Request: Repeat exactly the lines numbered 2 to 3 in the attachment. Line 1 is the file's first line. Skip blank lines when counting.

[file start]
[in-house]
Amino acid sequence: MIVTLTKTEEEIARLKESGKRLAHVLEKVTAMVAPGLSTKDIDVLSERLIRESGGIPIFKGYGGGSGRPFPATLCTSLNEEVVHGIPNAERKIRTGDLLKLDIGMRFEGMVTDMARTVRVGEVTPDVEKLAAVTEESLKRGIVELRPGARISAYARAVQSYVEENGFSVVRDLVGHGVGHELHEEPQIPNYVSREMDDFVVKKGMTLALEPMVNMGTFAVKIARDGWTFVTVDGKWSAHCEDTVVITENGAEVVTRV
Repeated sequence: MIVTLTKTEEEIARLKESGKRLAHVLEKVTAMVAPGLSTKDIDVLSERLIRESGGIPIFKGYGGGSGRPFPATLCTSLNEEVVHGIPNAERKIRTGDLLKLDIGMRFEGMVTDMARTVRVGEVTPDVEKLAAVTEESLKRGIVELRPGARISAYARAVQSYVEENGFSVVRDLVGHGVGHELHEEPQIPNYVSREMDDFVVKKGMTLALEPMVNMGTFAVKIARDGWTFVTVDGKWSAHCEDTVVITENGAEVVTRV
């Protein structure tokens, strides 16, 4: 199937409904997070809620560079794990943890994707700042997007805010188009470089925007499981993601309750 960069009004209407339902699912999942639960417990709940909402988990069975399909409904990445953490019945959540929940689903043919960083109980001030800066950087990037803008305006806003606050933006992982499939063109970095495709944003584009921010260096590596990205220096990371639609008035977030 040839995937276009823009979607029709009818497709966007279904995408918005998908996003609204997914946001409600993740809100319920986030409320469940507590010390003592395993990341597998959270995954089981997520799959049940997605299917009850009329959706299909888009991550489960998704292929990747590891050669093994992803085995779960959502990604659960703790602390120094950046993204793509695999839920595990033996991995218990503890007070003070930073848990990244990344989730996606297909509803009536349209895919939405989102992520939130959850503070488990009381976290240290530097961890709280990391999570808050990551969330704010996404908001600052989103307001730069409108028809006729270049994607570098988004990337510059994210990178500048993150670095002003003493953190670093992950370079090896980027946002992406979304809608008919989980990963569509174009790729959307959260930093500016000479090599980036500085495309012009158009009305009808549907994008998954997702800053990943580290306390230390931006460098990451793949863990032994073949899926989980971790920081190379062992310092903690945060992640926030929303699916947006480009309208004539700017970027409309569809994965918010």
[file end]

Amino acid sequence: MIVTLTKTEEEIARLKESGKRLAHVLEKVTAMVAPGLSTKDIDVLSERLIRESGGIPIFKGYGGGSGRPFPATLCTSLNEEVVHGIPNAERKIRTGDLLKLDIGMRFEGMVTDMARTVRVGEVTPDVEKLAAVTEESLKRGIVELRPGARISAYARAVQSYVEENGFSVVRDLVGHGVGHELHEEPQIPNYVSREMDDFVVKKGMTLALEPMVNMGTFAVKIARDGWTFVTVDGKWSAHCEDTVVITENGAEVVTRV
Repeated sequence: MIVTLTKTEEEIARLKESGKRLAHVLEKVTAMVAPGLSTKDIDVLSERLIRESGGIPIFKGYGGGSGRPFPATLCTSLNEEVVHGIPNAERKIRTGDLLKLDIGMRFEGMVTDMARTVRVGEVTPDVEKLAAVTEESLKRGIVELRPGARISAYARAVQSYVEENGFSVVRDLVGHGVGHELHEEPQIPNYVSREMDDFVVKKGMTLALEPMVNMGTFAVKIARDGWTFVTVDGKWSAHCEDTVVITENGAEVVTRV